As I understand it, the best way is to have both wheels touching the cuts in the pavement where the loop was installed. (By the way, if you have carbon fiber wheels, this probably won’t work. But if you have carbon fiber wheels, you can probably afford the citation, so just go ahead and run the red light.)

Also, I’ve noticed that in a couple of places around town they’ve painted markings showing where your wheels are supposed to be.

OK, so if you are the kind of person who pages through the Oregon Bicyclist Manual, you will find a diagram (shown at right) of a suggested method for activating one of these loops. Have you seen this method? Do you do this?

If I had to do that, I think I would just wait for a truck to pull up alongside me and trigger the loop out in the traffic lane.

We were corresponding about these loops with the city of Eugene’s traffic engineer, a gentleman named Tom C. Larsen. We showed him this diagram. His response: “The pictured leaning technique would help make a metal object more obvious to the inductive loop, but I would say is not necessary for normal operation.”

I’m glad to here that — because is there not something strange and vaguely obscene about that diagram?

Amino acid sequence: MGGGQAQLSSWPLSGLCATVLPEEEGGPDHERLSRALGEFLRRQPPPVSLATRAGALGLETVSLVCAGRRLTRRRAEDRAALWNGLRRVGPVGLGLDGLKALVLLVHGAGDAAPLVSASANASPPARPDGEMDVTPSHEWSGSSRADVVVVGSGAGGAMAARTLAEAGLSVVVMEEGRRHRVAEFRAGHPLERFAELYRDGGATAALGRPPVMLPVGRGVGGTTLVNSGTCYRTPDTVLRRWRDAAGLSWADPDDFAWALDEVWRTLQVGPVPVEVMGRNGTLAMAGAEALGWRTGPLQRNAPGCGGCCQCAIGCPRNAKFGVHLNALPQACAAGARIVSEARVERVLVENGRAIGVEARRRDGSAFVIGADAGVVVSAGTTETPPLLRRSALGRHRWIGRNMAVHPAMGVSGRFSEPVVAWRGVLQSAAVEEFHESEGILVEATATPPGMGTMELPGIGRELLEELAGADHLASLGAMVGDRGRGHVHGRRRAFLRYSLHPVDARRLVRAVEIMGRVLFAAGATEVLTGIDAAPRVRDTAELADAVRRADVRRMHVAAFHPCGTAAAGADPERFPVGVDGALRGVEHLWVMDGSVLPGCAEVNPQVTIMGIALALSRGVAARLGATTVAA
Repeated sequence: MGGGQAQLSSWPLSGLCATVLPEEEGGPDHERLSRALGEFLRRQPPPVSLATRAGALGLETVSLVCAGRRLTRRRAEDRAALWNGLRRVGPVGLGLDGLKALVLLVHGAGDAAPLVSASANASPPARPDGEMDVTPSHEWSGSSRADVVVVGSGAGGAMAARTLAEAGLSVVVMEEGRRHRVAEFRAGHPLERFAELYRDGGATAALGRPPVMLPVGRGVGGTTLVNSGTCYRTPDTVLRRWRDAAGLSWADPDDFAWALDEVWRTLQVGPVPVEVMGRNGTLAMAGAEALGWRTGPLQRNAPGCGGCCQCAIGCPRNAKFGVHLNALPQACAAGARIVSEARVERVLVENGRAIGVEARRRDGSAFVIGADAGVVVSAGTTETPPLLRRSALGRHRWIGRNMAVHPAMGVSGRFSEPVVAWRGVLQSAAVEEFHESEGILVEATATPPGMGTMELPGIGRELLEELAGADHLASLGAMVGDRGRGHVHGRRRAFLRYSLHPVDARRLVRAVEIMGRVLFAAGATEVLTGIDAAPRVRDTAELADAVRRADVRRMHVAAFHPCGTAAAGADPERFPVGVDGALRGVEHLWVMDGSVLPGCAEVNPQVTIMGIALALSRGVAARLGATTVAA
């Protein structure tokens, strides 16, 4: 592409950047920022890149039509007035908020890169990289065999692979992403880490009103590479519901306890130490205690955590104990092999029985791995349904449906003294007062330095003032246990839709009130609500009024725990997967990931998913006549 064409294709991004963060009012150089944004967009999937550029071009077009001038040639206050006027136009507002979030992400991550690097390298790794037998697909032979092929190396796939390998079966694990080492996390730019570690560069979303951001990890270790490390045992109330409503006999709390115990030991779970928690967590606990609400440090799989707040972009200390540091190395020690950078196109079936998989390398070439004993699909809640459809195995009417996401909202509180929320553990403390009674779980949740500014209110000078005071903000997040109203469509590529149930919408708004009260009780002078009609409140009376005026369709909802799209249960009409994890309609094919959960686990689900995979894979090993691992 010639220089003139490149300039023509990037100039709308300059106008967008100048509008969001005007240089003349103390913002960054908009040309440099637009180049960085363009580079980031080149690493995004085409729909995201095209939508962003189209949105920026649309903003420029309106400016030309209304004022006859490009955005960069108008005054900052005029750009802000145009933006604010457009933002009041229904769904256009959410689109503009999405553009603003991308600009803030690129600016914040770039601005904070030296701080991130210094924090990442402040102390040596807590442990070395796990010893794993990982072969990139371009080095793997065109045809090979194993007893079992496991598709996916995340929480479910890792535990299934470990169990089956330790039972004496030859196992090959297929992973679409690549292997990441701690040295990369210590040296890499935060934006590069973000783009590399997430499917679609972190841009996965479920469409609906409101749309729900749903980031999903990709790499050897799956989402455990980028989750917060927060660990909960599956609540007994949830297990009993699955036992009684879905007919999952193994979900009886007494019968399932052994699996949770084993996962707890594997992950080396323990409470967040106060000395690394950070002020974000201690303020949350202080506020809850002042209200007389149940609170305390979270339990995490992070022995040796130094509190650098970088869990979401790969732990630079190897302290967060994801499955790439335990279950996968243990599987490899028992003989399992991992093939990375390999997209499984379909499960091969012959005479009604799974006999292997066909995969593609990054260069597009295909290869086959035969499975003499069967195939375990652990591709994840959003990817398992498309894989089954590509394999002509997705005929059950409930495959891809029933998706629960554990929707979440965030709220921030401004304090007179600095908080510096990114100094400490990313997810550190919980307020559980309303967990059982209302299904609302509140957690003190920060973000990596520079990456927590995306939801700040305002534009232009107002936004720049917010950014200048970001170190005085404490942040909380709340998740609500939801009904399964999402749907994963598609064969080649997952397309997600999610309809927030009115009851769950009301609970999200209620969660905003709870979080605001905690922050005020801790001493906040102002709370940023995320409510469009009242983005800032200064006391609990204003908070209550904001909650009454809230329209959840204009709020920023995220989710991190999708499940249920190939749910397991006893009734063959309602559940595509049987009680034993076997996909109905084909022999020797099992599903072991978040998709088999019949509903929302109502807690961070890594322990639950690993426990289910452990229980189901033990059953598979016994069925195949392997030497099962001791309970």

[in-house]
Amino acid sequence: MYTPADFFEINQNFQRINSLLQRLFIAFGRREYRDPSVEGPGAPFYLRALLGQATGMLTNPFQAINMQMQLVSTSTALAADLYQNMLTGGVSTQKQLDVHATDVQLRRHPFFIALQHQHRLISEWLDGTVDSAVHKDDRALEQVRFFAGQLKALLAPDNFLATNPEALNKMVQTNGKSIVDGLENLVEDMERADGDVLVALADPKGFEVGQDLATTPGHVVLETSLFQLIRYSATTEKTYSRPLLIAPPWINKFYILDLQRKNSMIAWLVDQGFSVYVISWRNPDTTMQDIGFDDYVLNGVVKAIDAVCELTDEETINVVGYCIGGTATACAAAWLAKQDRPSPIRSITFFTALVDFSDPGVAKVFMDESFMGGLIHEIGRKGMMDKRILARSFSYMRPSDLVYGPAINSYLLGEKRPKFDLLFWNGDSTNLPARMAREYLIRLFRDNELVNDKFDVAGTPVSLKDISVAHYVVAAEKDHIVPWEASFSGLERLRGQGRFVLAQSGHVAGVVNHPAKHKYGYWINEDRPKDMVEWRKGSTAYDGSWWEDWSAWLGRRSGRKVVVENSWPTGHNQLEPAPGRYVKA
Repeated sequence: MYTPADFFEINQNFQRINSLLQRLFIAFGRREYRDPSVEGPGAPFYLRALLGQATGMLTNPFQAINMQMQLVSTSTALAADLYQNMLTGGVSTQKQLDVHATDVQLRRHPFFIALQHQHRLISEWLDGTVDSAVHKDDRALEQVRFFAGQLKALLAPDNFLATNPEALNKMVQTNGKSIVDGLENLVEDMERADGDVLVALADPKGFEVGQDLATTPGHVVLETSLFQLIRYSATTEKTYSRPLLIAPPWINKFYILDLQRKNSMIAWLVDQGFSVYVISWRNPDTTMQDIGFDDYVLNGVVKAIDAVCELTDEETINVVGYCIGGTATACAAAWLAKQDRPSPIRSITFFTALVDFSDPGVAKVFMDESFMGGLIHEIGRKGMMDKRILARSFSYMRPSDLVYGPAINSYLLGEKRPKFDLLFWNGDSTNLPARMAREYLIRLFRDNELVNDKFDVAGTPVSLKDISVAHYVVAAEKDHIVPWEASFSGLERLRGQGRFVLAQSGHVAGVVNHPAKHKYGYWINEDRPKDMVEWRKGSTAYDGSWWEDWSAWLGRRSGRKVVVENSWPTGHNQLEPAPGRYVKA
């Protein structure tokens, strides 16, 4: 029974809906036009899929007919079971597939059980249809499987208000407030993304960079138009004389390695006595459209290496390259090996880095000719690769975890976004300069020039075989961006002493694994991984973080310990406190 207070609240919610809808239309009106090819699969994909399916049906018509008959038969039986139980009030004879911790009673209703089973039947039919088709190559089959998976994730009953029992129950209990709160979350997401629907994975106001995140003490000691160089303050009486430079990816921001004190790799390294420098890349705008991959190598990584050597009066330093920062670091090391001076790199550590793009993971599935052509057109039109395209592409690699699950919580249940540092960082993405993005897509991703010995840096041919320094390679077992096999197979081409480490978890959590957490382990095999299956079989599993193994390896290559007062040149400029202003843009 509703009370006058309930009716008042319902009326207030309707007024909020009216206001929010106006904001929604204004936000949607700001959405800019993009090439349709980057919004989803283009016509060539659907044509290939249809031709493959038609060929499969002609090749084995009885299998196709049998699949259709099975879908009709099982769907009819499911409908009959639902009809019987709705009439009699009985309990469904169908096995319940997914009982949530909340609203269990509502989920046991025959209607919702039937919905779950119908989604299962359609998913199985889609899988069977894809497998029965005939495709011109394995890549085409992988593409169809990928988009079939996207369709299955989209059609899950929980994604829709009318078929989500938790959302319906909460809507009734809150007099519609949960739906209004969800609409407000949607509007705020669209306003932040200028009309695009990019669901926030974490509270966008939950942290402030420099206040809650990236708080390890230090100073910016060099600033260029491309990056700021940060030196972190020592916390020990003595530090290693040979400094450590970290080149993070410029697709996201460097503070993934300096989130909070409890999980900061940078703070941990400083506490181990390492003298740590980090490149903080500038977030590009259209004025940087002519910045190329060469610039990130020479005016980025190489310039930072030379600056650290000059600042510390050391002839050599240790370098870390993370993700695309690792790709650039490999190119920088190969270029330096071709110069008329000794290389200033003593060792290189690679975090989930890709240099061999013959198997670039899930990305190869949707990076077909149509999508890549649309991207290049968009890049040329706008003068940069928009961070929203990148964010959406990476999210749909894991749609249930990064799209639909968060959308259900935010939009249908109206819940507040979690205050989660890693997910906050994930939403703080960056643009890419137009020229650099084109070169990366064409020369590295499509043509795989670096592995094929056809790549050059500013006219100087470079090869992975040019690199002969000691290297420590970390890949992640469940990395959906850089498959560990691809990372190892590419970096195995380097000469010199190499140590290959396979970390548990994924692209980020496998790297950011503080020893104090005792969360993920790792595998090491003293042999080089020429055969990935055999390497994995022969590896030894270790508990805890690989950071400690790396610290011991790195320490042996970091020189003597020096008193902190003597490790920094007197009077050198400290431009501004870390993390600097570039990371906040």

I think it’s important that we move on and mention another kind of inductive loop sensor, don’t you?

Yeah, here’s one I’ve seen at Coburg Road and Beltline. Why is this loop so far back from the intersection? Am I supposed to park way back there and wait?

No. I was wondering about this, too. So we asked Larsen about this, as well. He said this is an “advance loop.” So, say the light is green and is about to turn to yellow. And here you come, trying to make it through the green light. If you ride over that loop, it is supposed to extend the green light a bit, to give you time to get through the intersection.

You don’t say? But, hey, did one of these have something to do with that bad-karma experience we mentioned earlier?


What happened?

I was heading south on Coburg Road, coming up to the light at Oakway, right there by P.F. Chang’s. The light had been green for a while. There is one of these “advance loops” there. So I rode over it. Then, just as I started to enter the intersection, the light changed to yellow.

So the advance loop didn’t work?

Well, I don’t know. Maybe I didn’t hit it right. But I went for it anyway. It’s a long crossing, this intersection. So the light went red before I had fully crossed the street. At which point there was a loud, angry horn blast from a car that was waiting to enter the intersection from Oakway.